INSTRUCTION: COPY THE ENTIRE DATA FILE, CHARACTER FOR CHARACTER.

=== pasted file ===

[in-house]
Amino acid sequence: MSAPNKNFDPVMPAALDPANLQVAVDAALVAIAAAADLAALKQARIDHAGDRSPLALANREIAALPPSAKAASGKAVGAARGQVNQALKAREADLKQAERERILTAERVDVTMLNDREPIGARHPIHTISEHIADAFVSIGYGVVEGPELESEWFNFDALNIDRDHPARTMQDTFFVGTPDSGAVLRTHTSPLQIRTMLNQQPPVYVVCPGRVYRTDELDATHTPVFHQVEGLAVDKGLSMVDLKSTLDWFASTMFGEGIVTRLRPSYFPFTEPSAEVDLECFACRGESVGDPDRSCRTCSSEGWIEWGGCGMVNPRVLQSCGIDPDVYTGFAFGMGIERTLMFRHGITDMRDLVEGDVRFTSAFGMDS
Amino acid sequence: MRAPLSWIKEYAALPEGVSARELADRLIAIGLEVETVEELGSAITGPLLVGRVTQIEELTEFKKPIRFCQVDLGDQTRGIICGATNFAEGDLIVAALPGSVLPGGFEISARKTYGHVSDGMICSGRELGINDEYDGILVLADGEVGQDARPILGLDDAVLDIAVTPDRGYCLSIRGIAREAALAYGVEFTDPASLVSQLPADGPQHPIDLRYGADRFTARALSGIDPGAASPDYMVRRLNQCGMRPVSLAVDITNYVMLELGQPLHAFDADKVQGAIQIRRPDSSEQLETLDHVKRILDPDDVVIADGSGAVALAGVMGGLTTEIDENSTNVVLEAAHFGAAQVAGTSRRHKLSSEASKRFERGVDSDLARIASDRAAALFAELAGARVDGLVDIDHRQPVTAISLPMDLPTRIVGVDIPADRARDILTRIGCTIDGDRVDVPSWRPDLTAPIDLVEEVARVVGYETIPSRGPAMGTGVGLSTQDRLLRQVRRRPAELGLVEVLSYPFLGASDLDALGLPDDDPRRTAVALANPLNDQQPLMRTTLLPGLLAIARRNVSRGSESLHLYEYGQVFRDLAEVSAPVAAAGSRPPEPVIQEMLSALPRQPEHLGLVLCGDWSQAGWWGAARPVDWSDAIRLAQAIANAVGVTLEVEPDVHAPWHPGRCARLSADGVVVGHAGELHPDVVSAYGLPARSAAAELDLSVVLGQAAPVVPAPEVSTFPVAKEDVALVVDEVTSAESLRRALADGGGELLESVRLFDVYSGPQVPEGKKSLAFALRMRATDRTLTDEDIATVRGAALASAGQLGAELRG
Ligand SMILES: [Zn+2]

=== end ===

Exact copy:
[in-house]
Amino acid sequence: MSAPNKNFDPVMPAALDPANLQVAVDAALVAIAAAADLAALKQARIDHAGDRSPLALANREIAALPPSAKAASGKAVGAARGQVNQALKAREADLKQAERERILTAERVDVTMLNDREPIGARHPIHTISEHIADAFVSIGYGVVEGPELESEWFNFDALNIDRDHPARTMQDTFFVGTPDSGAVLRTHTSPLQIRTMLNQQPPVYVVCPGRVYRTDELDATHTPVFHQVEGLAVDKGLSMVDLKSTLDWFASTMFGEGIVTRLRPSYFPFTEPSAEVDLECFACRGESVGDPDRSCRTCSSEGWIEWGGCGMVNPRVLQSCGIDPDVYTGFAFGMGIERTLMFRHGITDMRDLVEGDVRFTSAFGMDS
Amino acid sequence: MRAPLSWIKEYAALPEGVSARELADRLIAIGLEVETVEELGSAITGPLLVGRVTQIEELTEFKKPIRFCQVDLGDQTRGIICGATNFAEGDLIVAALPGSVLPGGFEISARKTYGHVSDGMICSGRELGINDEYDGILVLADGEVGQDARPILGLDDAVLDIAVTPDRGYCLSIRGIAREAALAYGVEFTDPASLVSQLPADGPQHPIDLRYGADRFTARALSGIDPGAASPDYMVRRLNQCGMRPVSLAVDITNYVMLELGQPLHAFDADKVQGAIQIRRPDSSEQLETLDHVKRILDPDDVVIADGSGAVALAGVMGGLTTEIDENSTNVVLEAAHFGAAQVAGTSRRHKLSSEASKRFERGVDSDLARIASDRAAALFAELAGARVDGLVDIDHRQPVTAISLPMDLPTRIVGVDIPADRARDILTRIGCTIDGDRVDVPSWRPDLTAPIDLVEEVARVVGYETIPSRGPAMGTGVGLSTQDRLLRQVRRRPAELGLVEVLSYPFLGASDLDALGLPDDDPRRTAVALANPLNDQQPLMRTTLLPGLLAIARRNVSRGSESLHLYEYGQVFRDLAEVSAPVAAAGSRPPEPVIQEMLSALPRQPEHLGLVLCGDWSQAGWWGAARPVDWSDAIRLAQAIANAVGVTLEVEPDVHAPWHPGRCARLSADGVVVGHAGELHPDVVSAYGLPARSAAAELDLSVVLGQAAPVVPAPEVSTFPVAKEDVALVVDEVTSAESLRRALADGGGELLESVRLFDVYSGPQVPEGKKSLAFALRMRATDRTLTDEDIATVRGAALASAGQLGAELRG
Ligand SMILES: [Zn+2]